Mr. Reed.--"Father Goodal, but do you not sometimes grieve for losses and disappointments?"

      Mr. Goodal.--"Suppose a man possessed the wealth of all the Indies, think you he would mourn for the loss of a guinea? So I estimate all losses, afflictions, and trials as nothing--

"God is the treasure of my soul,
      The source of lasting joy;
A joy which want shall not impair,
      Nor death itself destroy."

      Mr. Fowler.--"But, Father Goodal, will you tell us how you began to rejoice?"

      Mr. Goodal.--"The love of God in the gift and sacrifice of his Son, first moved my heart. My heart immediately led me to walk in his commandments. Then I found the great reward. It was in obedience that Israel rejoiced, that Jesus rejoiced, that Paul and the early Christians rejoiced in the Lord."

      Mr. Reed.--"There are not a few Christians, as we call them, who regard such joy as incompatible with our present circumstances and duties. For my part I am with you in theory, and I should rejoice to be with you in practice."

      Mr. Goodal.--"I once heard you say, there is no joy in theory; for joy dwells in the heart and not in the head. And for that saying I thanked you."

      Mr. Reed.--"It is a truth: for when the heart is surfeited with anxious cares, or with the pleasures of this life, and the lusts of other things, the justness of our theory will not eradicate these roots of bitterness."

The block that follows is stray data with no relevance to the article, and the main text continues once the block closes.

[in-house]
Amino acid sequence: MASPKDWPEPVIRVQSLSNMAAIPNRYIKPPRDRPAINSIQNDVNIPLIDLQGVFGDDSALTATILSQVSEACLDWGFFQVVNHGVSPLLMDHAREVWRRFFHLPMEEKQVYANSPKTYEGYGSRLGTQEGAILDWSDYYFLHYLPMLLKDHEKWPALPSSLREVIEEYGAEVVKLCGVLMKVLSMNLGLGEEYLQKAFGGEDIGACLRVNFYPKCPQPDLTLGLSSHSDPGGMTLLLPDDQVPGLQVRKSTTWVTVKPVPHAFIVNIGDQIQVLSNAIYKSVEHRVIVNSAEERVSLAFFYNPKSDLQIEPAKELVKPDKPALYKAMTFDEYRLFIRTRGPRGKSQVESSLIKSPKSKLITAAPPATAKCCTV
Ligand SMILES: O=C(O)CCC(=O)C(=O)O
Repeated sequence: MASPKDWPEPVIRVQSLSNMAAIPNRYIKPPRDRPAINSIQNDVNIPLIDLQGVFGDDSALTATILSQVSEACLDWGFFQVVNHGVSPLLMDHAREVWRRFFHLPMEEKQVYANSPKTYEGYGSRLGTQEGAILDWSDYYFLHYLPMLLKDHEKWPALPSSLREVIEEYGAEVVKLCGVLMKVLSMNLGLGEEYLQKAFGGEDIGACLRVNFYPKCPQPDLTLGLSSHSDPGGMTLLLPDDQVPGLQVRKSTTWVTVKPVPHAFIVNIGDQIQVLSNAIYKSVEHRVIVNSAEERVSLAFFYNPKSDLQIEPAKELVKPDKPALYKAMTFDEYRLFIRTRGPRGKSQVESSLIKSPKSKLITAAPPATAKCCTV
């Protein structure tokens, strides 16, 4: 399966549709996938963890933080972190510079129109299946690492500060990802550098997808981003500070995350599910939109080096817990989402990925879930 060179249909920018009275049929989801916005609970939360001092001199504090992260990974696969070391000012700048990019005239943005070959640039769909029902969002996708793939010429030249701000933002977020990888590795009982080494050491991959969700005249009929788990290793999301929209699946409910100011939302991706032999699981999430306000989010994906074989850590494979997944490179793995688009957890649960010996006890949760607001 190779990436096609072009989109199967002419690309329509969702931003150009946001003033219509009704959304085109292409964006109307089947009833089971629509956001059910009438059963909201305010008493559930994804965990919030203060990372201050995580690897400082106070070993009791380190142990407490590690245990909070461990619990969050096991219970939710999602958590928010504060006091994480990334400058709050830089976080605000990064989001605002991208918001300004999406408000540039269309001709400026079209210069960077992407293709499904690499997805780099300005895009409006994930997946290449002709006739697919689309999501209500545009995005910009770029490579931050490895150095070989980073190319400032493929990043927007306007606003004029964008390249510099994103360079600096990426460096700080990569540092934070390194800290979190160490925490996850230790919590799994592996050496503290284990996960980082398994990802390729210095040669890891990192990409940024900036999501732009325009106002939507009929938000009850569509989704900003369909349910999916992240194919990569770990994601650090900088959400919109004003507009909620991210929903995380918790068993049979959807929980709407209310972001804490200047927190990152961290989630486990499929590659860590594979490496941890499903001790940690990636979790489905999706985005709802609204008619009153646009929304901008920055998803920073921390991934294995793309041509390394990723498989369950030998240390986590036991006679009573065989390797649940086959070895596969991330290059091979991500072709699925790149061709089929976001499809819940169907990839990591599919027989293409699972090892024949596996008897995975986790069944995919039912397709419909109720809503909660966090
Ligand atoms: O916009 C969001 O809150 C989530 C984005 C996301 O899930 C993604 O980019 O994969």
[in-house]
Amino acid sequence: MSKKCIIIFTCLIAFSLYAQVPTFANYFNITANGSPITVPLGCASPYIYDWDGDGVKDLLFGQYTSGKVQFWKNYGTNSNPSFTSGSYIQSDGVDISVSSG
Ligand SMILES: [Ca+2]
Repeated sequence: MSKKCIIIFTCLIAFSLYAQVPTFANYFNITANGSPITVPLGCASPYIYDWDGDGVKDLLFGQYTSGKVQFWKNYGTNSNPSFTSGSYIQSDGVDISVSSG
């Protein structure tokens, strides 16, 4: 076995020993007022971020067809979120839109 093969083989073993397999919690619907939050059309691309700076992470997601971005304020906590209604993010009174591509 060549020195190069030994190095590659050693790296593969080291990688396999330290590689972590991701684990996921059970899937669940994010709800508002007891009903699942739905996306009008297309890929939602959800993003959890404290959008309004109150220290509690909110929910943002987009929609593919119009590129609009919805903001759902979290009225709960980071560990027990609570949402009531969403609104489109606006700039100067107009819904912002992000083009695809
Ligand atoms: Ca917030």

Mr. Goodal.--"Pure joy is a fruit that grows only on the Tree of Life in the Paradise of God; and therefore the fulness of joy is only found in the presence of God, at whose right hand there are pleasures for evermore."

      Mr. Fowler.--"But how far have we strayed from the first topic?"

      Mr. Williamson.--"I thought my tale of woe would change the theme; but I regret not that I have told it. If I could get rid of my anxious cares, I could figure to my mind some prospect of happiness. I could then think of joy." [46]

      Mr. Goodal.--"Well, after dinner we may find something that will suit your case. To heal the broken-hearted was a chief item in the Messiah's commission."

      Mrs. Goodal.--"There is a time for every thing; and now the dinner waits."

      Mr. Goodal.--"With gladness and singleness of heart, let us then, my dear, partake of it."